A month ago I received a request from one of our fantastic travel agencies based in California, asking me if I could assist her with delivering a package to children’s home in Khayelitsha, Kapstadt.
At the time I was about to go on a marketing trip to California and was going to meet up with her and , of course, Jenman Safaris was grateful for the opportunity to help, we always love making a difference!
A week after my return to Kapstadt (after my marketing trip) I with some Jenman staff headed off in search of the Iliso Care Society. I must admit that I was unfamiliar with the centre and was pleasantly surprised when we arrived. Greeting me were several volunteers with warm smiles. Mama Vivian, the founder of the centre then came to greet me, a lively, bubbly woman with a heart as big as her personality. She ushered me into the kitchen and explained to me all that she does for her community.
The Iliso Care Society is much more than a children’s home their services includes the following:
- – 12 soup kitchens throughout the township that feeds over 1200 people in a week.
- – An herb garden
- – A Youth Centre used for sports, drama, choir and also teaches them life skills
- – A Women’s centre offering support and counselling
- – A sewing group that teaches women a profession and sells their wares for them
- – A crèche (kindergarten) for 10 children
- – A foster home to several children
I chatted to Mama Vivian while a long line formed outside her kitchen window, people who were waiting for their meals. She told me the heartfelt story as to how she started out. Her two sisters died of HIV/AIDS and one of her own children died from Tuberculosis. After visiting the hospital she decided to do more research on Tuberculosis and discovered that many people died of Tuberculosis due to lack of nutrition. She then went on a personal mission to feed the hungry. Relying mostly on private sponsorships, she is now looking for new ways to put funds back into her growing centre. Currently she is building a small shop that will service the community; all of the proceeds will go back into the centre. The herb garden is also used solely for the soup kitchens.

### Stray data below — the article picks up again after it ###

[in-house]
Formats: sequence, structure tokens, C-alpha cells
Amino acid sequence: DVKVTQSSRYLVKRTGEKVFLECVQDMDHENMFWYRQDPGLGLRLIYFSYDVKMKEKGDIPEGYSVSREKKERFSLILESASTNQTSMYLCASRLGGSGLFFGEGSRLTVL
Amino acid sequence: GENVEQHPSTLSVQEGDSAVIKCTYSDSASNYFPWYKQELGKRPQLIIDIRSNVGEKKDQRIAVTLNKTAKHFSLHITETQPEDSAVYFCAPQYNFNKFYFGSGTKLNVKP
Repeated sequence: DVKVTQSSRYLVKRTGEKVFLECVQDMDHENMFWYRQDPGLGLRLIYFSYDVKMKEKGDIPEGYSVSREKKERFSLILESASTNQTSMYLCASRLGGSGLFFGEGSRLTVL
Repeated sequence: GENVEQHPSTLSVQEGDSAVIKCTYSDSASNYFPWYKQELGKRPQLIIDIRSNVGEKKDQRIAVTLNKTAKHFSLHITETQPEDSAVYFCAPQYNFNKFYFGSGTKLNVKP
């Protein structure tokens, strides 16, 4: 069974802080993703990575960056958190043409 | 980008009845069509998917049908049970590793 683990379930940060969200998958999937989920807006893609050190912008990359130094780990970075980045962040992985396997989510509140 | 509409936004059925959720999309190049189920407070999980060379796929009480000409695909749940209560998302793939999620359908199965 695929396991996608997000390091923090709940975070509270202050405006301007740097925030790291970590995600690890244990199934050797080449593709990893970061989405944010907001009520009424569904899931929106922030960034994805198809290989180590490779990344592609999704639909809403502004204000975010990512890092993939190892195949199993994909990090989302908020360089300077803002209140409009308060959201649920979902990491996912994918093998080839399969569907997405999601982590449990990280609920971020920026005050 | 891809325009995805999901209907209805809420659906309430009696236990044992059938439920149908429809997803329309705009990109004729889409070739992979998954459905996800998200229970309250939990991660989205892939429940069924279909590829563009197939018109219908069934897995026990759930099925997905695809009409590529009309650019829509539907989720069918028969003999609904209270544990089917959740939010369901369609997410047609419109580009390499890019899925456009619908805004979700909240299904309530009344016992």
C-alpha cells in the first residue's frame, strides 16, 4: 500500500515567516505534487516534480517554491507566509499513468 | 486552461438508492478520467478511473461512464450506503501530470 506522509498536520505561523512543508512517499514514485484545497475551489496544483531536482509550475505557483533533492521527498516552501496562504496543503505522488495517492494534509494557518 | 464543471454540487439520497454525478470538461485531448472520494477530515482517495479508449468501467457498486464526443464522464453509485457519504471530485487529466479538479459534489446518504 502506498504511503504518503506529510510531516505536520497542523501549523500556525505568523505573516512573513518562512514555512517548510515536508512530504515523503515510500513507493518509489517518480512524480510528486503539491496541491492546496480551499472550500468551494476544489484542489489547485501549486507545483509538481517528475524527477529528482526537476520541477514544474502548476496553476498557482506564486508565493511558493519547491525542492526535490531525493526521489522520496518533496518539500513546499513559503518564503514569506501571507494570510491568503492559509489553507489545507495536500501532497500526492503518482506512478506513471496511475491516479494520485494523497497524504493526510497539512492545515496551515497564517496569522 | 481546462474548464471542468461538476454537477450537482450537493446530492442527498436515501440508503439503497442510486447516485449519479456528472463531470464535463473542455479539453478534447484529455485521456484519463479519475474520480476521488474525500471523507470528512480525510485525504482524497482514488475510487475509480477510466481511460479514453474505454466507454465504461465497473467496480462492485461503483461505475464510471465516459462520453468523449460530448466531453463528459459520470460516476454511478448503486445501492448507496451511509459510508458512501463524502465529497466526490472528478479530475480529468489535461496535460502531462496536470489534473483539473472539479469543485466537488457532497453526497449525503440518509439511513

I was deeply moved by her story and inspired by this wonderful woman!
It was then time to give the package to the children. The “package” was actually a mid-sized suitcase filled with stuffed animals, toys, games, crayons and books. I was given permission to interrupt studies for a moment and handed out some of the toys… then we all sat on the floor and played with the huge pile of things brought over from our friends in America. The children were absolutely elated and didn’t know where to start first! A football was thrown around, children were colouring, others laughing and hugging their new teddy bears. The atmosphere was absolutely gleeful.
The children then had to get back to the business of class and I was invited on a short tour of the township, with several guides excited to escort me, I called them my “entourage” and they seemed quite pleased. We walked past many of the homes, which are of course, made of tin, small homes with no running water or bathrooms but a peek inside shows a cosy living room, couches, TV’s… it is someone’s Home.
Outside there is a row of public bathrooms and a tap which is the water source for all the nearby neighbours.
I’m told that many of the residents here are refugees from other parts of Africa, Somalia, Zimbabwe, etc. Xenophobia used to be a big problem here but my guide advised that now they have learned to live together, understanding that they all face the same issue; Poverty.
Back at the centre, I said my goodbye’s to everyone, sad to leave them and hoping I will have another opportunity to return and perhaps to help in the future. Driving away the bustling township, I don’t see the infamous crime that is shouted across the world, I don’t have a sense of danger, only that of hope and a people doing the best they can under the circumstances. There is much pain here but there is also much joy to be found in the little things and most important, there is a strong sense of Community that many of us in middle class areas struggle to find.